In Theravada Buddhism, this plant is said to have been used as the tree for achieving enlightenment, or Bodhi by the eleventh Buddha ("Paduma – පදුම"), and the twelfth Buddha (Naarada – නාරද)t. The plant is known as මුරුත (Murutha) in Sinhala and Mahaasona – මහාසොණ in Sanskrit.



  1. ^ Lagerstroemia speciosa (L.) Pers. — The Plant List
  2. ^ a b c d e f g h Swaminathan, M.S.; Kochar, S.L. (2019). Major Flowering Trees of Tropical Gardens. Cambridge University Press. p. 197. ISBN 9781108481953.
  3. ^ "Lagerstroemia speciosa (L.) Pers. pride of India." PLANTS Profile, United States Department of Agriculture / Natural Resources Conservation Service. Retrieved 2008-07-15.
  4. ^ "Lagerstroemia speciosa (Giant Crape Myrtle, Queen's Crape Myrtle) | North Carolina Extension Gardener Plant Toolbox". Retrieved 2021-11-01.
  5. ^ a b c d e f g h Khatri, Vikas (2020). Herbal Cure – Medicinal Plants that heal naturally. V&S Publishers. p. 43. ISBN 9789350571842.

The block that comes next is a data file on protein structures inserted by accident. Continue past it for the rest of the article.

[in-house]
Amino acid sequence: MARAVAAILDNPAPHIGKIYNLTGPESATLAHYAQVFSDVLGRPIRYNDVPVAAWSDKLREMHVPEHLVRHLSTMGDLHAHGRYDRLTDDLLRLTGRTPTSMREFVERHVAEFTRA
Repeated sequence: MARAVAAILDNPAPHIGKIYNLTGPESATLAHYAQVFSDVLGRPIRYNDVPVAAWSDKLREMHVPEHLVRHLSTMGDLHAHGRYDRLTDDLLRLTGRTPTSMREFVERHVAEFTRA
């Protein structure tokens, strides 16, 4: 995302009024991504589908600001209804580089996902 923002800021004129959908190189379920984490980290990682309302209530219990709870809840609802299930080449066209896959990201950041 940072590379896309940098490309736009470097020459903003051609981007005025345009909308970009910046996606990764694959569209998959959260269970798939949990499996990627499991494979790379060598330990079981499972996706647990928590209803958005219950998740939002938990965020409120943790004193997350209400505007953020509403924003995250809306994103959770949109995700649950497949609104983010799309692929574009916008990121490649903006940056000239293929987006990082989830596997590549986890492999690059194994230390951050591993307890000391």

6. ^ Eduardo B. Principe and Aurora S. Jose (2002). "Propagation Management Of Herbal and Medicinal Plants" (PDF). Research Information Series On Ecosystems. Retrieved 25 January 2013. [dead link]
  7. ^ Tanaka, Yoshitaka; Van Ke, Nguyen (2007). Edible Wild Plants of Vietnam: The Bountiful Garden. Thailand: Orchid Press. p. 90. ISBN 978-9745240896.
  8. ^ Hargreaves, Dorothy; Hargreaves, Bob (1970). Tropical Trees of the Pacific. Kailua, Hawaii: Hargreaves. p. 16.
  9. ^ Klein, G.; Kim, J.; Himmeldirk, K.; Cao, Y.; Chen, X. (2007). "Antidiabetes and Anti-obesity Activity of Lagerstroemia speciosa". Evidence-Based Complementary and Alternative Medicine. 4 (4): 401–407. doi:10.1093/ecam/nem013. PMC 2176148. PMID 18227906.
  10. ^ "Maharashtra State Symbols". Retrieved 2019-10-17.
  11. ^ Samantaray, Anamika (15 December 2020). "Health Benefits Of Queen Flower Plant!".
  • Huxley, A., ed. (1992). New RHS Dictionary of Gardening 3: 10.

External links[edit]